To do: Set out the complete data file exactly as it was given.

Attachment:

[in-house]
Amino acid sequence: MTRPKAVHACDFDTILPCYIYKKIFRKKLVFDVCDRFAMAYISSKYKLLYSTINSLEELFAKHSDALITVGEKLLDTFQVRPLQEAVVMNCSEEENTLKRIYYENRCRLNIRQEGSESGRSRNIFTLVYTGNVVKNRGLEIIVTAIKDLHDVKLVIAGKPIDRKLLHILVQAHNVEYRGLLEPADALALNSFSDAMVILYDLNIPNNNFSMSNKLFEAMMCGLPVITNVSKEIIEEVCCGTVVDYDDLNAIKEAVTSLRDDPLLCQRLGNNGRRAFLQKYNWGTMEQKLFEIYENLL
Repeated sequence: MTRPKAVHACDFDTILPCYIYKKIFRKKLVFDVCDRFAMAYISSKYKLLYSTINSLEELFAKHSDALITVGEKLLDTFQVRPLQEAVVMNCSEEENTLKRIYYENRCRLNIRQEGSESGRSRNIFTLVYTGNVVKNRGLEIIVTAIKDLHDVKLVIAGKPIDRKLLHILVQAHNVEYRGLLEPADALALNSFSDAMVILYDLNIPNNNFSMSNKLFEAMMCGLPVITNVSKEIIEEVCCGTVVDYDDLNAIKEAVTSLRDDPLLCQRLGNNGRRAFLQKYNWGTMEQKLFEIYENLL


[in-house]
Amino acid sequence: MTRPKAVHACDFDTILPCYIYKKIFRKKLVFDVCDRFAMAYISSKYKLLYSTINSLEELFAKHSDALITVGEKLLDTFQVRPLQEAVVMNCSEEENTLKRIYYENRCRLNIRQEGSESGRSRNIFTLVYTGNVVKNRGLEIIVTAIKDLHDVKLVIAGKPIDRKLLHILVQAHNVEYRGLLEPADALALNSFSDAMVILYDLNIPNNNFSMSNKLFEAMMCGLPVITNVSKEIIEEVCCGTVVDYDDLNAIKEAVTSLRDDPLLCQRLGNNGRRAFLQKYNWGTMEQKLFEIYENLL
Repeated sequence: MTRPKAVHACDFDTILPCYIYKKIFRKKLVFDVCDRFAMAYISSKYKLLYSTINSLEELFAKHSDALITVGEKLLDTFQVRPLQEAVVMNCSEEENTLKRIYYENRCRLNIRQEGSESGRSRNIFTLVYTGNVVKNRGLEIIVTAIKDLHDVKLVIAGKPIDRKLLHILVQAHNVEYRGLLEPADALALNSFSDAMVILYDLNIPNNNFSMSNKLFEAMMCGLPVITNVSKEIIEEVCCGTVVDYDDLNAIKEAVTSLRDDPLLCQRLGNNGRRAFLQKYNWGTMEQKLFEIYENLL